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Glenluce Abbey

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Glenluce Abbey is situated in Galloway southwest Scotland, 10 miles east of Stranraer, 64 miles west of Dumfries, off the A75 road, by Glenluce village. Postcode: DG8 0AF

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This was a Cistercian Monastery founded around 1190 by Rolland, Lord of Galloway.

After the Scottish Reformation in 1560, the Abbey was abandoned with much of the stonework taken for other buildings in the area.

The Reformation ended Catholic worship in Scotland, leading to most Abbeys being abandoned, or converted to Protestant Churches.

Roland used Monks from the larger Dundrennan Abbey by Kirkcudbright to set up this Abbey.

The Chapter House has been partially restored with period windows. The Chapter House is open only during visitor times. You can view the exterior and grounds all year round.

The Abbey is often visited by people also visiting Whithorn Priory, St Ninian Cave, St Ninian Chapel at the Isle of Whithorn, and Dundrennan Abbey, extremely popular Religious Sites in the area for people on the St Ninian Pilgrim Journey.

King Robert the Bruce visited the Abbey in 1329 when he was making a Pilgrimage to St Ninian's Shrine at Whithorn Priory. This was the area Bruce began to build up his Army of followers, and had his first victory in Battle at the extremely scenic and remote area of Glentrool, 23 miles northeast of Glenluce.

Gilbert Kennedy, 4th Earl of Cassilis, gained control of Glenluce Abbey during the Reformation.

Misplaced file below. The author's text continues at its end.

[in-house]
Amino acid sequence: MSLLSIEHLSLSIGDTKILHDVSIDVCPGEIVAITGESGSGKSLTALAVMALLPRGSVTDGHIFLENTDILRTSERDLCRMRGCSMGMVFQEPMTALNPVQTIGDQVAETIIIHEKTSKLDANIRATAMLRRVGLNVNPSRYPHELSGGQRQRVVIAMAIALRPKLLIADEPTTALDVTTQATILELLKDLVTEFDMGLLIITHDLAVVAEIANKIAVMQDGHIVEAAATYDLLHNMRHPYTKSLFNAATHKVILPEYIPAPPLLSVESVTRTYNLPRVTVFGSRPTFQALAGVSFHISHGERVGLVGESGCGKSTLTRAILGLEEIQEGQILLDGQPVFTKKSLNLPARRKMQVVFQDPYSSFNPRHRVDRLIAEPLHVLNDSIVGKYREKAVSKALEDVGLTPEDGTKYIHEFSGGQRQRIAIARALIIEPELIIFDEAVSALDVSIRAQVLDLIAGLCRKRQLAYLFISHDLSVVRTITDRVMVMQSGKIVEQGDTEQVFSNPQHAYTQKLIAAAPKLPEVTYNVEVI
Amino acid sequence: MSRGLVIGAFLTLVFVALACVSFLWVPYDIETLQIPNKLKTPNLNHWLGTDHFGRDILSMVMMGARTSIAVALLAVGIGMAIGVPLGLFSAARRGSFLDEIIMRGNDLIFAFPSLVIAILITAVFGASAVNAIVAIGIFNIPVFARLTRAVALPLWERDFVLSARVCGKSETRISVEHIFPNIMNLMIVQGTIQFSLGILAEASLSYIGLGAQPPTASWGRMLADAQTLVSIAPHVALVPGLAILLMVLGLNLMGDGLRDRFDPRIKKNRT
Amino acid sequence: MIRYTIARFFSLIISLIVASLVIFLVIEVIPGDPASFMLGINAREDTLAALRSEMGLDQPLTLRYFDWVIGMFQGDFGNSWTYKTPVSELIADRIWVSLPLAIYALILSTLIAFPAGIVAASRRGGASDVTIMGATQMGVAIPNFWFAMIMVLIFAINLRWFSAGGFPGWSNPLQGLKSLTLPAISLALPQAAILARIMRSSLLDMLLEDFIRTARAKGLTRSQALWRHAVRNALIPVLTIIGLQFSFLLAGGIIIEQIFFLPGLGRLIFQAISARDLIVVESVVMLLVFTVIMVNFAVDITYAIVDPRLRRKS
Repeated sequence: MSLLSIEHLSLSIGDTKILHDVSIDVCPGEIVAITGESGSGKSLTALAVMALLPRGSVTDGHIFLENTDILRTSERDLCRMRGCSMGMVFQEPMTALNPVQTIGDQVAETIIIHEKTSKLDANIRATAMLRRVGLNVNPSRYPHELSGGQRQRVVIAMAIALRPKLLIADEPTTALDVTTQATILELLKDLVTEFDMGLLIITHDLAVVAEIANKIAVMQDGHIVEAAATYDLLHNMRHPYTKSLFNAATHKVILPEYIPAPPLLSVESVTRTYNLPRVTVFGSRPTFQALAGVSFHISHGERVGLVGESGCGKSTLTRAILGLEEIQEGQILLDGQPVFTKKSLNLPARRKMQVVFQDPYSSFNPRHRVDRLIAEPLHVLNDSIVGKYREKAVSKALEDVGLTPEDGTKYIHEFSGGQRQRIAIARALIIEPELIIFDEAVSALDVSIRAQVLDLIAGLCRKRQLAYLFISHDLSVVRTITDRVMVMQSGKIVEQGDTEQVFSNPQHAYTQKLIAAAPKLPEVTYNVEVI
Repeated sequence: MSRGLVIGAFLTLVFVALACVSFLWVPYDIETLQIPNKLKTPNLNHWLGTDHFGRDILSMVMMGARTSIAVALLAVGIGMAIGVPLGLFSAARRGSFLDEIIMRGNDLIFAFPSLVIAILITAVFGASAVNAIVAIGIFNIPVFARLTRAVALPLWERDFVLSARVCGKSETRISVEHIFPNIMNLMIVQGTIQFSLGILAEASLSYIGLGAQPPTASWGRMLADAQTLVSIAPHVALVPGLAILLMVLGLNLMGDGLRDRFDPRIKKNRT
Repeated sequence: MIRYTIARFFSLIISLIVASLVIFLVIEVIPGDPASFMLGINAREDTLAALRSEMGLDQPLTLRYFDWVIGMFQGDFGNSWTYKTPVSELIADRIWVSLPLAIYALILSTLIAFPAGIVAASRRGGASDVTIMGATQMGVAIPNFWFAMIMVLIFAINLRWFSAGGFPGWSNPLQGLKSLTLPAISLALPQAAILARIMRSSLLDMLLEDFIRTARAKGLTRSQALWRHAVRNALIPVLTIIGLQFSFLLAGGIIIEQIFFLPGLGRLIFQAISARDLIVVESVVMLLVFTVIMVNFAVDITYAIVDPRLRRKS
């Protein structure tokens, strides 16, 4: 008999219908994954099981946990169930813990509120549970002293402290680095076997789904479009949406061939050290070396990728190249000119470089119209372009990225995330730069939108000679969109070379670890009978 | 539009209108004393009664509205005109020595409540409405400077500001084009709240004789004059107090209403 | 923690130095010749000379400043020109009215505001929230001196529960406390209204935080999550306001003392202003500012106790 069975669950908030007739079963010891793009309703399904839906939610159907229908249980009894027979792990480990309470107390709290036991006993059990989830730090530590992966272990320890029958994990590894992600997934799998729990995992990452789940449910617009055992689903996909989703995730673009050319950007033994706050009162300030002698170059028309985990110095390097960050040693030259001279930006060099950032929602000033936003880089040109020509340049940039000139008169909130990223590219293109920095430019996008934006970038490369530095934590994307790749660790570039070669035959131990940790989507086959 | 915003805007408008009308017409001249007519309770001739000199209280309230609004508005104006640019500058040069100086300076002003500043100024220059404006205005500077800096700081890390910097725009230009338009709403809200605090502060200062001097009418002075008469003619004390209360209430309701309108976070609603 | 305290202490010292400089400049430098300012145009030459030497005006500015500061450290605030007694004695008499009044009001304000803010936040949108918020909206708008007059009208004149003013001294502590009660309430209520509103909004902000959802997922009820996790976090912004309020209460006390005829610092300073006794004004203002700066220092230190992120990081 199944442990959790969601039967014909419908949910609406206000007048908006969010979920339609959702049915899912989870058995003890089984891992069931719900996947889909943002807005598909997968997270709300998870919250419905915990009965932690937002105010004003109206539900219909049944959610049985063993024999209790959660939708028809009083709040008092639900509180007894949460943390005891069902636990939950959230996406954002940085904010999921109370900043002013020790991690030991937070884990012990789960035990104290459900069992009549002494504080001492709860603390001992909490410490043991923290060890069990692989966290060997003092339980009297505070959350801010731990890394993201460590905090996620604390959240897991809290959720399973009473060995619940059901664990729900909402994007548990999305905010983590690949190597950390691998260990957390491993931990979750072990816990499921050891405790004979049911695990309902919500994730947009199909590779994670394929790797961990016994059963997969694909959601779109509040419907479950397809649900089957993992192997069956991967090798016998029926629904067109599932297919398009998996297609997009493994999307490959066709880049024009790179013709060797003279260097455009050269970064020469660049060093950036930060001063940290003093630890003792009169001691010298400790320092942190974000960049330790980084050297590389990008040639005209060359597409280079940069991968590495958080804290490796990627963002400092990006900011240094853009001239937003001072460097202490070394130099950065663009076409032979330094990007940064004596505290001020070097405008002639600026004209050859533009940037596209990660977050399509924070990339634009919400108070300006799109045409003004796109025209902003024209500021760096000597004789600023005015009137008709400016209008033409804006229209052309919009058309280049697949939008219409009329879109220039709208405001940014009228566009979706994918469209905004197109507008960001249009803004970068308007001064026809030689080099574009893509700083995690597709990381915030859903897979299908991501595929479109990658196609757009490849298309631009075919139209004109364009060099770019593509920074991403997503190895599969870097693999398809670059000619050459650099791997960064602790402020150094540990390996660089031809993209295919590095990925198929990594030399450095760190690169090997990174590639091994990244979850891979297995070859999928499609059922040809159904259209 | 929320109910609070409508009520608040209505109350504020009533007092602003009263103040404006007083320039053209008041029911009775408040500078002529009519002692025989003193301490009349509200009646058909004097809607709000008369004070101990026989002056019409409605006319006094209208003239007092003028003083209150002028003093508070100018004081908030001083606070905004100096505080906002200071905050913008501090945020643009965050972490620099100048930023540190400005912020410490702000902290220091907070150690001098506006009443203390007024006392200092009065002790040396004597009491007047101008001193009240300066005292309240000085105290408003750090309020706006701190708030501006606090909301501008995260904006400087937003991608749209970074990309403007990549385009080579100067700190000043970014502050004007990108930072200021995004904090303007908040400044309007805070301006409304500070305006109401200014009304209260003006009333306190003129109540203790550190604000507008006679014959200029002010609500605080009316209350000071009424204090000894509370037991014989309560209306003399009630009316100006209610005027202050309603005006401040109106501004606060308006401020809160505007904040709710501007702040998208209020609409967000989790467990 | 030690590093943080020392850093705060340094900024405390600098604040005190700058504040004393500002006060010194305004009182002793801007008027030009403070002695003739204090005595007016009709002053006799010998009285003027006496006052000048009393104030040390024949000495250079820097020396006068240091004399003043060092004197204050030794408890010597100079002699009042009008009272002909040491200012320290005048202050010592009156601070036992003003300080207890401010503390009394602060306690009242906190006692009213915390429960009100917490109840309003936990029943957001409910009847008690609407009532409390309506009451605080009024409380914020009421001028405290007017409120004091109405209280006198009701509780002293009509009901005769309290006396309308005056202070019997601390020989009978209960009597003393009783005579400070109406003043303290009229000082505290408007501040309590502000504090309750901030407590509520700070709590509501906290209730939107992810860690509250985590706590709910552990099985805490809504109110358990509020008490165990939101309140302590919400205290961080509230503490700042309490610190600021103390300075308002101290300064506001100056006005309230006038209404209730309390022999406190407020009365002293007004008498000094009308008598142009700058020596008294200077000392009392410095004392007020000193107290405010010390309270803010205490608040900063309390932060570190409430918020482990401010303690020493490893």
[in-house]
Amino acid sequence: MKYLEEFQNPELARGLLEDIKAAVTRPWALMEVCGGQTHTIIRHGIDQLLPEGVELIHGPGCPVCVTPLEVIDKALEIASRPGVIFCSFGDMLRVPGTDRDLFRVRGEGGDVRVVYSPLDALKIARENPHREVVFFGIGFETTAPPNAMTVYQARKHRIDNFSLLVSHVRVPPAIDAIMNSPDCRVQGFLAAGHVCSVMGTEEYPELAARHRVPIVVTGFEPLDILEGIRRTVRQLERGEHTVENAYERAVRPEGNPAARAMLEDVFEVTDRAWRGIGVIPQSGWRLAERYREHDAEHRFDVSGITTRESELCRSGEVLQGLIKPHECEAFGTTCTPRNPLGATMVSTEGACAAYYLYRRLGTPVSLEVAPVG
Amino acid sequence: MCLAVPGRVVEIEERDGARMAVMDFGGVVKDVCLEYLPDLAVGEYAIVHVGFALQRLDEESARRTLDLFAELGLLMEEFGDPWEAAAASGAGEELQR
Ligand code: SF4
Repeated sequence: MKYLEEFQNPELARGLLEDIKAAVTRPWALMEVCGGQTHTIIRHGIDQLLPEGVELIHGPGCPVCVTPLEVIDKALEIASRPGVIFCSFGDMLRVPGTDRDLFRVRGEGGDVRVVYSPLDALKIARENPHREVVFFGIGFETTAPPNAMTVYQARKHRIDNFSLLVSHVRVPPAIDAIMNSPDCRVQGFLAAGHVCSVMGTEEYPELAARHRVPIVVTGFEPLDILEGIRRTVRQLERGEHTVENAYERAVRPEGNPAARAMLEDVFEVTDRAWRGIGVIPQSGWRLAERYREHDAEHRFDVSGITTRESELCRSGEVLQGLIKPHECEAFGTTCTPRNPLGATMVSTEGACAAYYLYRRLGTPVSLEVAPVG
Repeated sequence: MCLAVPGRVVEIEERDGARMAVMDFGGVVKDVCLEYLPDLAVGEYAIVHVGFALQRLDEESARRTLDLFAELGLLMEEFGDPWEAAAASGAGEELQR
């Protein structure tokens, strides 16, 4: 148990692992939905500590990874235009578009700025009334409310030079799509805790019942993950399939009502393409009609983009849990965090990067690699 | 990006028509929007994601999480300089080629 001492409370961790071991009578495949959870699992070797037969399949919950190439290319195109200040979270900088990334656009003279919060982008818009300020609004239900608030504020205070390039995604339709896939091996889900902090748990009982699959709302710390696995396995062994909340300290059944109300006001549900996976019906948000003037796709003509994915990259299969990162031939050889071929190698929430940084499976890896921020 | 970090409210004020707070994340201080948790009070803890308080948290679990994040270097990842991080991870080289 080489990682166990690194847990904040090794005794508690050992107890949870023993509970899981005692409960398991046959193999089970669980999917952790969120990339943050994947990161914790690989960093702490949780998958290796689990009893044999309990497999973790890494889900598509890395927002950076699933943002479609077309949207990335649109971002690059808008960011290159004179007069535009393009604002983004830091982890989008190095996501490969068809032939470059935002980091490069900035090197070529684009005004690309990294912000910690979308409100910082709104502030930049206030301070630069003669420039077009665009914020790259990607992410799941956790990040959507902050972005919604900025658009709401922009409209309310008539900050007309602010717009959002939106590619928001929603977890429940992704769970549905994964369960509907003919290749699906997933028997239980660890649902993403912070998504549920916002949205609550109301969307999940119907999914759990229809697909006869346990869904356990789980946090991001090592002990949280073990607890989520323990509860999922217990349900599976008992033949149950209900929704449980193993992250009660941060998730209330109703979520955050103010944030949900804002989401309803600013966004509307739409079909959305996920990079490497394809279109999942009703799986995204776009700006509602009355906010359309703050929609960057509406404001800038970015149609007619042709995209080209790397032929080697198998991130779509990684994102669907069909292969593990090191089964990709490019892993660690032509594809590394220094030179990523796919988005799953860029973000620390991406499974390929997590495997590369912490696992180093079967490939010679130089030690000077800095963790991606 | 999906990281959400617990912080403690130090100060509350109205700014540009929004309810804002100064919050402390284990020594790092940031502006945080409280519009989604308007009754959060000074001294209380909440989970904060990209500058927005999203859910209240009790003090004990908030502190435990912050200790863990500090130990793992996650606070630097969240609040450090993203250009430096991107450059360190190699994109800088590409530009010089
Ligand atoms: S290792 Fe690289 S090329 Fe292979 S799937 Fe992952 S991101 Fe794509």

Kennedy was accused of forcing a Monk to sign over Glenluce Abbey land to him, had the Monk killed, then had the Killer of the Monk killed to cover his tracks.

Kennedy was later accused of gaining Crossraguel Abbey lands in Ayrshire, by torturing the commendator at his Ayrshire stronghold of Dunure Castle, 53 miles north of Glenluce.

The Kennedy's were vast landowners in the Ayrshire and Galloway area, with their ancestors having given land to many Abbeys when they were established. No doubt Kennedy believed he was just taking back their land. Clan Kennedy Page.

Monks were allowed to continue living in the Abbey, with the last one dying in 1602. The building was used as a manse for a church from 1619.

1993 - the remains of Glenluce Abbey were acquired by Historic Environment Scotland. It has since been maintained and partially restored to serve as a Tourist Attraction.

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